Creating a map and geocoding bot for Telegram (Part 1)

4 minute read

I love Telegram and it’s bot API, which is designed brilliantly. The API could very well serve as an example for other messengers (Yes, Whatsapp, I am looking at you!).

Working as head of development for Carl Group in Hamburg, a few months ago I made my first Telegram bot for SENDONSCREEN.

I saw Chris from What3words at the Dmexco conference in September and was very impressed by his talk and the fantastic idea. Since then I have been thinking about making use of What3words.

Call me “the Blue Marble”

Picture So I developed a Telegram bot as a little “side project” just for fun and for learning a couple of new things. I called it the Blue marble and it does forward and reverse geocoding with the help of Openstreetmap, Google, Bing, Mapbox and the free What3words API.

The Blue marble has the following features:

  • fast because of caching and multithreading
  • works inline
  • easy command syntax, help text
  • shows maps from Openstreetmap/Mapbox with different zoom levels
  • does multi geocoding from different geo providers, with fail-over
  • asks for the users location and reverse it to address and What3words
  • converts address to latitude-longitude (DD or DMS) to What3words and reverse
  • outputs What3words addresses in all supported languages with direct links to the What3words map
  • uses Ruby threads for reverse geocoding multiple results
  • uses Redis for API request caching
  • caches user preferences like language and zoom level for some time
  • receives user feedback

What does it look like?

Screenshots from iOS, Android, Mac desktop client

Get the Blue marble bot

Ruby is great for making bots (and everything else, too :-)

Blue marble is made with Ruby and runs great on trusty Heroku.

I mainly used the following gems for the bot:

gem "semantic_logger"
gem "telegram-bot-ruby"
gem "redis", "~>3.2"
gem "typhoeus"
gem "what3words", "~> 2.0"
gem "poscvt"
gem "geokit", :github => "chriso0710/geokit"

I made my first bot with the telegram-bot-ruby gem and had no problems at all with it. It supports all Telegram bot API features, including custom keyboards, inline mode and image uploading.

I looked at the popular Ruby geocoding gems geocoder and geokit and finally settled for Geokit. Geokit has a great multi geocoding feature with a fail-over mechanism, which starts up if you hit rate limits or other errors. Blue marble uses the following providers in this order: Google, Openstreetmap, Bing.

I use Typhoeus for making all API request to geo providers. Typhoeus has a great caching feature and I use Redis for caching API results.

Geocode inline

So how does the inline mode work with telegram-bot-ruby? This is the main loop, which receives the bot updates and passes them on to the messagehandler class: do |bot|
    begin "Bot started"
        bot.listen do |message|
            logger.tagged("#{} #{message.from.username}") do
                handler =, message)
                case message
                    when Telegram::Bot::Types::InlineQuery
                        # inline query
                        handler.inline(message.query) if message.query != ""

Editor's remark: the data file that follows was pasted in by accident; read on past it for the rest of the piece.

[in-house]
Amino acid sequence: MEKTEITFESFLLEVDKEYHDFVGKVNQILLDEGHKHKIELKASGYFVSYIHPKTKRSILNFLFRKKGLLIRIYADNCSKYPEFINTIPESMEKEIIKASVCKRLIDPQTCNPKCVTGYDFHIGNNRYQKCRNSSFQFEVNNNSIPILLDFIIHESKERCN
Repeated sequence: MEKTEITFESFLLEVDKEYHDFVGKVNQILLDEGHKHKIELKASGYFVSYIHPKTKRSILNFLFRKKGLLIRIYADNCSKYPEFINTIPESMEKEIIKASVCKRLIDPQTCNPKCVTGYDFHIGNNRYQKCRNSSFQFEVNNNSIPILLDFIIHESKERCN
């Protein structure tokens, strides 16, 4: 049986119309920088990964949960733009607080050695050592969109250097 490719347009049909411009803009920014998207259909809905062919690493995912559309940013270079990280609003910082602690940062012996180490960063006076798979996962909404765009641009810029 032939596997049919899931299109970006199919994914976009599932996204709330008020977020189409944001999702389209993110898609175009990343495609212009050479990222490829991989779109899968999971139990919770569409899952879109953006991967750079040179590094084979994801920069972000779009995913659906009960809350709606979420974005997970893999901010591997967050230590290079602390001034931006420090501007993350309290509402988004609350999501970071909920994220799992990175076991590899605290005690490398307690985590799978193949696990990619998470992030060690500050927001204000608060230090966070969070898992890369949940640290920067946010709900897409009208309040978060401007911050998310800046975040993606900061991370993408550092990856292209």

when Telegram::Bot::Types::CallbackQuery
                        # handle callbacks from inline buttons
                    when Telegram::Bot::Types::Message
                        # handle text or location message
                        # ...
    rescue Telegram::Bot::Exceptions::ResponseError => e
        logger.fatal e

This is main part of the method, which handles and responds to the inline queries. The bot does geocoding in threads to speed things up. It then creates a result array of type InlineQueryResultArticle and sends it back to the user.

class MessageHandler

    def inline(text)
        r = Geokit::Geocoders::MultiGeocoder.geocode text, :provider_order => ORDER
        if r.success?
            threads = []
            r.all.each_with_index do |geo, index|
                threads << do
           = "Thread #{index} #{geo.full_address}"
                    Thread.current["index"] = index
                    Thread.current["answertitle"] = geo.full_address
                    Thread.current["answertext"] = formatlocation(geo)
                    geo.country_code ? Thread.current["country"] = geo.country_code.downcase : Thread.current["country"] = ""
            answers = []
            threads.each do |t|
                answers <<
                    id: t["index"],
                    title: t["answertitle"],
                    thumb_url: sprintf(FLAGURL, t["country"]),
                    input_message_content: t["answertext"], parse_mode: "HTML"))
            @bot.api.answer_inline_query(inline_query_id:, results: answers)


That’s the core of the inline query handling. The rest is dealing with all other messages, doing reverse geocoding, smart regular expressions and some caching of API calls and user preferences ;-)

It’s not difficult to make a Telegram bot when you are using the right tools and libraries for the job. Another reason for loving Ruby and the high quality of Ruby gems out there!

The blue marble icon is under Creative Commons Attribution-No Derivative Works 3.0 Unported License


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